October 3, 2014
This blog entry was written by Natalie Kronick in her blog entitled “Try 2 Serve.” Natalie is an Achilles Guide and accomplished triathlete!
Labor-day weekend I had the amazing honor to guide my first athlete through her longest
run of the season at the New Haven Road Race 20k (More like a ½ Marathon Run). This fabulous lady has had a seriously long battle dealing with TBI (Traumatic Brain Injury) and has undergone 58 (yes, 5-8) major surgeries over the last 20 years to get to where she is today. She was completely paralyzed from the head to toe on her right side and had to re-learn how to walk, talk, her coordination and how to write. She is every bit of an all-encompassing warrior-ess who not only is lucky to be alive today, but is out to show the world that if you keep trying and keep training, you can overcome the worst!
Monday morning was by far, the most humid / hot day of my running career. By 7 am, it was already 72 degrees (F) and humidity was around 90%. Now, I know, all of you folks who live in the South are probably laughing at me. But seriously, September in Connecticut is so bizarre. I mean, we have our share of hot and humid over July and August, but this is getting ridiculous. Anyways, pressing onwards. I got my Achilles ‘Guide’ shirt out and was so excited to wear it! It only got used once on a training run a couple of months prior. Got my racing glasses and my cap (didn’t want the sun in my face all day) and a THROW AWAY WATER BOTTLE. (Yes, I’m still venting about my water belt… haha!)
Jen (my awesome athlete) was ready to go at 7am and we were off. Got into New Haven around 8am to get sufficient parking and to take our time getting around, bathroom breaks (there would be a few) and do a little dynamic stretching. Now, I don’t know about the rest of you, but I literally had to pee like 3 times before this run. I wasn’t even RACING! My bladder just knows when there is a race going on or something. Probably the fact that the heat was up to almost 80 deg by race start and I kept drinking water. Oh well. Jen would laugh because I wasn’t alone in this situation. 😉
Now, Jen had run the Hartford Half Marathon in 2013, so I had every confidence in her this fine morning that she was going to do great. She would tell you otherwise, and I had to lull her back into the startup field (J/K) but we had a good plan to start out REALLY EASY and build up. Of course, you get going and you realize, “wait, I have to slow down. Not gonna maintain this pace!”. She went right into an 11-min pace (after telling me she was a 13-min) Way to fake me out, Jen! 😉 You know you’re faster…. I think she was trying to get rid of me from the beginning. (We had a lot of running jokes to dull out the pain on this course. It was SO HOT!!!)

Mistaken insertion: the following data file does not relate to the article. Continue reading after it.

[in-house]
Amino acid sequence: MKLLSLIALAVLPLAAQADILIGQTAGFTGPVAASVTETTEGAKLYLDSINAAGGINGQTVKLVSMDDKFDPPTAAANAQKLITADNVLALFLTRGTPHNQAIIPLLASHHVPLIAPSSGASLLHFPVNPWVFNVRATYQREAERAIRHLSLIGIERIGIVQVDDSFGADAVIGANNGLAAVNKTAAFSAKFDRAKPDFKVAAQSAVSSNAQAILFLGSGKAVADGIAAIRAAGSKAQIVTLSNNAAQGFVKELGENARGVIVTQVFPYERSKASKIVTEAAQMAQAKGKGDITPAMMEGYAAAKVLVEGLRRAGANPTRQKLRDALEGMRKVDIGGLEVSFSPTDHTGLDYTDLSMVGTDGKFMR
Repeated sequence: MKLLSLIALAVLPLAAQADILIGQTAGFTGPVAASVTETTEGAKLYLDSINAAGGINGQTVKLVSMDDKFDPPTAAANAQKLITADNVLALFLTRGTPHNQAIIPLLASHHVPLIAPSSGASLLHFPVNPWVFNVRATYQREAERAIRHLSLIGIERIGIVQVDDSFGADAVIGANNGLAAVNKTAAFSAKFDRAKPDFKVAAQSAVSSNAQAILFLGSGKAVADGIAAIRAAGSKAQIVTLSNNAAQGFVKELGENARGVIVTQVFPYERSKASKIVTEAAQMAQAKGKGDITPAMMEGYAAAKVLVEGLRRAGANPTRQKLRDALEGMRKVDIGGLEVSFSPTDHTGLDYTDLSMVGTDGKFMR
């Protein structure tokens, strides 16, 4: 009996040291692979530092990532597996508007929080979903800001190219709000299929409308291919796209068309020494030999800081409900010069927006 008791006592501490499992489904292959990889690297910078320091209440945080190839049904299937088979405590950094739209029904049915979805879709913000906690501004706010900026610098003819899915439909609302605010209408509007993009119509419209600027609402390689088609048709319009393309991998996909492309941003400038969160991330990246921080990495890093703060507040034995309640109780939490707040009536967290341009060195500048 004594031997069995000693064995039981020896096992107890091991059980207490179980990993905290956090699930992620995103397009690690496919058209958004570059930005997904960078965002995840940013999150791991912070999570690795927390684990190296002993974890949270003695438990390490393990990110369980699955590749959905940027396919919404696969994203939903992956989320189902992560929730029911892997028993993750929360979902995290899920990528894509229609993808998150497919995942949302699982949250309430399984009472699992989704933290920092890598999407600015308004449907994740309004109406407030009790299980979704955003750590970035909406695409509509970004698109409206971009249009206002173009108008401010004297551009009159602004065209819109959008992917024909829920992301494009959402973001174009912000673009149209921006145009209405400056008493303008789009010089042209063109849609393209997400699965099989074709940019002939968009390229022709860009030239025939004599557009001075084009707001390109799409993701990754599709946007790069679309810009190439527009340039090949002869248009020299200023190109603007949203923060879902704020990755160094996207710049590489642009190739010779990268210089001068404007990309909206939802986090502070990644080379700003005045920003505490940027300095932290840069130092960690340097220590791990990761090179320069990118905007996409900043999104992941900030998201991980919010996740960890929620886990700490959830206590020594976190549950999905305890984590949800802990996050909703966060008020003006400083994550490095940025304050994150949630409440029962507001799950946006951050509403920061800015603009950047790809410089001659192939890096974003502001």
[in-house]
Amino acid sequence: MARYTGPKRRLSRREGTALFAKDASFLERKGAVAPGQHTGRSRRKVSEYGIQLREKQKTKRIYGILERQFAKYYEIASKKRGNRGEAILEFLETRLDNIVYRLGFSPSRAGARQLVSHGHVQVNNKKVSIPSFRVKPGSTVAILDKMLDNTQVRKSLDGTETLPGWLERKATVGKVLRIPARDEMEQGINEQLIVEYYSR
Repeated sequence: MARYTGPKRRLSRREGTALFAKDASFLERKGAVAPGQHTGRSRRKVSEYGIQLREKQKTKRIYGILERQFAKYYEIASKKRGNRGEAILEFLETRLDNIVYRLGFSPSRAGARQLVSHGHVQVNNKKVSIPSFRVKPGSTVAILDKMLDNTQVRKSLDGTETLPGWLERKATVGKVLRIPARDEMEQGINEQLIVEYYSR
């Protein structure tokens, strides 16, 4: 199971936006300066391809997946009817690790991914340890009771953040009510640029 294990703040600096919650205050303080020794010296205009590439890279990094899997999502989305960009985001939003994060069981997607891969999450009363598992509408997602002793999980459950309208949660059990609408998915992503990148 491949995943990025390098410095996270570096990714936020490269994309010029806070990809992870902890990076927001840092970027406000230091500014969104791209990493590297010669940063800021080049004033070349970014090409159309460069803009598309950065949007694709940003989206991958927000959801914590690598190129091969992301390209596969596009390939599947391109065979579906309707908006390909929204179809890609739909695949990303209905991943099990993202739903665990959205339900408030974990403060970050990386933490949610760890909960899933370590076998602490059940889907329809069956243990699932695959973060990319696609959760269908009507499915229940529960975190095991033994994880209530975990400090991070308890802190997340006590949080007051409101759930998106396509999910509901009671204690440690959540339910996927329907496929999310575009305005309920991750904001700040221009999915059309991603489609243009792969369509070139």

Well, as it was, we eventually settled nicely into her long-distance pace and she was a hustler. Really kept it going. We hit a few hills in the first 3 miles and she just pushed through. For someone who tells me her coordination is not so great, she ran in miraculous straight lines. Not ONCE did she have to lean on me! That’s a praise-report right there.
Flashback to April when I started training with her at our Wed Night group: she had a hard time running without holding onto shoulders for a bit and could barely stand on 1 leg for balance for more than 3 sec. This is just epic progress!!
Now, regardless of going fast or slow on any long run, 12 miles is still 12 miles. It hurts
around mile 9.5 and those last 3-ish miles are always a big mental barrier. It’s not far, but your brain wants to shut down and make you stop. You have to use your body brain to tell your mental brain to just shut up and go! The body is VERY capable of taking on a lot of pain, but it’s not comfortable. So, naturally you want to stop! Thus, I had to pull out all stops to keep Jen in the ‘comfort’ zone (as if ‘comfortable’ was even an appropriate word at this point). We agreed on a plan of run / walk for 1 min on, 1 min off until the end. The last bit of course was primarily flat, so we just kept pushing on. Later, she would tell me that I actually helped her get out of her head and focus on the time. We dreamt of frosty cold beverages and ice baths. We briefly spoke of the fact that we were kicking butt before most people were getting out of bed for the day. And then, the last 1/2 mile came upon on and the finish line was there and we hustled! Then, just like that, we were DONE!
If there is one thing I learned on this endeavor, it’s that Jen is no longer a ‘survivor’; she is a ‘living warrior’! She is taking on the task of running the Hartford Half this October and I have every hope in the world that she will continue to amaze and inspire!
No matter where you are in life, you can reach your goals if you set your heart and mind in the right place. It takes time, but eventually, you get there. Slow and steady, folks…. slow and steady.